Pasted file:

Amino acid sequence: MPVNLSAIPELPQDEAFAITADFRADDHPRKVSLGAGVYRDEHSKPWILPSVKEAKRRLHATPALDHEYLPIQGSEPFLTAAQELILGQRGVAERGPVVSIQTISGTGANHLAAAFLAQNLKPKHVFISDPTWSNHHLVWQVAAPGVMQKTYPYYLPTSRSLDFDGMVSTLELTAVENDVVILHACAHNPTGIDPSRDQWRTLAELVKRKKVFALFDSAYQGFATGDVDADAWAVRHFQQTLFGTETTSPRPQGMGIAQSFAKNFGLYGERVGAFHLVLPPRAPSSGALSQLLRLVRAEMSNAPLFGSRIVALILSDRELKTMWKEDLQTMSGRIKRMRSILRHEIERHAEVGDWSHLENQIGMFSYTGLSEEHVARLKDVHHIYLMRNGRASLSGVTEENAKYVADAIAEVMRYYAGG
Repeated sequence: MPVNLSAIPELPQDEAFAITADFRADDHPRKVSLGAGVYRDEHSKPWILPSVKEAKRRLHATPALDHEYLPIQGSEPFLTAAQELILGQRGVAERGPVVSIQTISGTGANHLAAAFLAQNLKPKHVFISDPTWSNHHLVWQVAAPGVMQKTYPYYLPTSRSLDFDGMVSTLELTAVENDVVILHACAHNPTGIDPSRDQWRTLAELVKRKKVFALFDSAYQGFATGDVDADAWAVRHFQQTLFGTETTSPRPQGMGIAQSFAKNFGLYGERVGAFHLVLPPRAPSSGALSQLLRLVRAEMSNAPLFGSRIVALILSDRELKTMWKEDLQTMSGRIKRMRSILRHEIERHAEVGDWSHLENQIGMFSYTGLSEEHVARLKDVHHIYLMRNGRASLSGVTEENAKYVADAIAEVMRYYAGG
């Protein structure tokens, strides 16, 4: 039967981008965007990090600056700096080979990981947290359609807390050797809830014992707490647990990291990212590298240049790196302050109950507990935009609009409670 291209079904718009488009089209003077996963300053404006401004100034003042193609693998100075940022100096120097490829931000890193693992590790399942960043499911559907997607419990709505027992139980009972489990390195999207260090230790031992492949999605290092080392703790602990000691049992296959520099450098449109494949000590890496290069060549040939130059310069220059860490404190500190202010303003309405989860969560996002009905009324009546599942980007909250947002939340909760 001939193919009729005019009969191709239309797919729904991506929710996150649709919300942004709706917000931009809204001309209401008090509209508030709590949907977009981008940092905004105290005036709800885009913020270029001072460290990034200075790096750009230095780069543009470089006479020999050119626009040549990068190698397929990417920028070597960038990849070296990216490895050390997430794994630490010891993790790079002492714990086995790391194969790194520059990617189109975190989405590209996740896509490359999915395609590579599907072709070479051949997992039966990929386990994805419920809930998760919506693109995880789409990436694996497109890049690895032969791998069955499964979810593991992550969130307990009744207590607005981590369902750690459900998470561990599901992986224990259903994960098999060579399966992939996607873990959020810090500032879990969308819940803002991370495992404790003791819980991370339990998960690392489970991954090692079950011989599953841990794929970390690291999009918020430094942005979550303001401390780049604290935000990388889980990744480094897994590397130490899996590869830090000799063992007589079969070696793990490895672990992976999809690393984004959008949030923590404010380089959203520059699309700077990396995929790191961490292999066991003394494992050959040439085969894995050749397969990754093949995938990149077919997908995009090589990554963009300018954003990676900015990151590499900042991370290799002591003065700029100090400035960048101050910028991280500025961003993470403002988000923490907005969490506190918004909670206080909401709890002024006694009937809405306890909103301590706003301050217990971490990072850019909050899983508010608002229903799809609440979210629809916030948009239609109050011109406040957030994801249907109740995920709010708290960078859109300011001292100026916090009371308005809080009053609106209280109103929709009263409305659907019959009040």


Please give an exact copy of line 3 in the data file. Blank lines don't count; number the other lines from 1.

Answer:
């Protein structure tokens, strides 16, 4: 039967981008965007990090600056700096080979990981947290359609807390050797809830014992707490647990990291990212590298240049790196302050109950507990935009609009409670 291209079904718009488009089209003077996963300053404006401004100034003042193609693998100075940022100096120097490829931000890193693992590790399942960043499911559907997607419990709505027992139980009972489990390195999207260090230790031992492949999605290092080392703790602990000691049992296959520099450098449109494949000590890496290069060549040939130059310069220059860490404190500190202010303003309405989860969560996002009905009324009546599942980007909250947002939340909760 001939193919009729005019009969191709239309797919729904991506929710996150649709919300942004709706917000931009809204001309209401008090509209508030709590949907977009981008940092905004105290005036709800885009913020270029001072460290990034200075790096750009230095780069543009470089006479020999050119626009040549990068190698397929990417920028070597960038990849070296990216490895050390997430794994630490010891993790790079002492714990086995790391194969790194520059990617189109975190989405590209996740896509490359999915395609590579599907072709070479051949997992039966990929386990994805419920809930998760919506693109995880789409990436694996497109890049690895032969791998069955499964979810593991992550969130307990009744207590607005981590369902750690459900998470561990599901992986224990259903994960098999060579399966992939996607873990959020810090500032879990969308819940803002991370495992404790003791819980991370339990998960690392489970991954090692079950011989599953841990794929970390690291999009918020430094942005979550303001401390780049604290935000990388889980990744480094897994590397130490899996590869830090000799063992007589079969070696793990490895672990992976999809690393984004959008949030923590404010380089959203520059699309700077990396995929790191961490292999066991003394494992050959040439085969894995050749397969990754093949995938990149077919997908995009090589990554963009300018954003990676900015990151590499900042991370290799002591003065700029100090400035960048101050910028991280500025961003993470403002988000923490907005969490506190918004909670206080909401709890002024006694009937809405306890909103301590706003301050217990971490990072850019909050899983508010608002229903799809609440979210629809916030948009239609109050011109406040957030994801249907109740995920709010708290960078859109300011001292100026916090009371308005809080009053609106209280109103929709009263409305659907019959009040």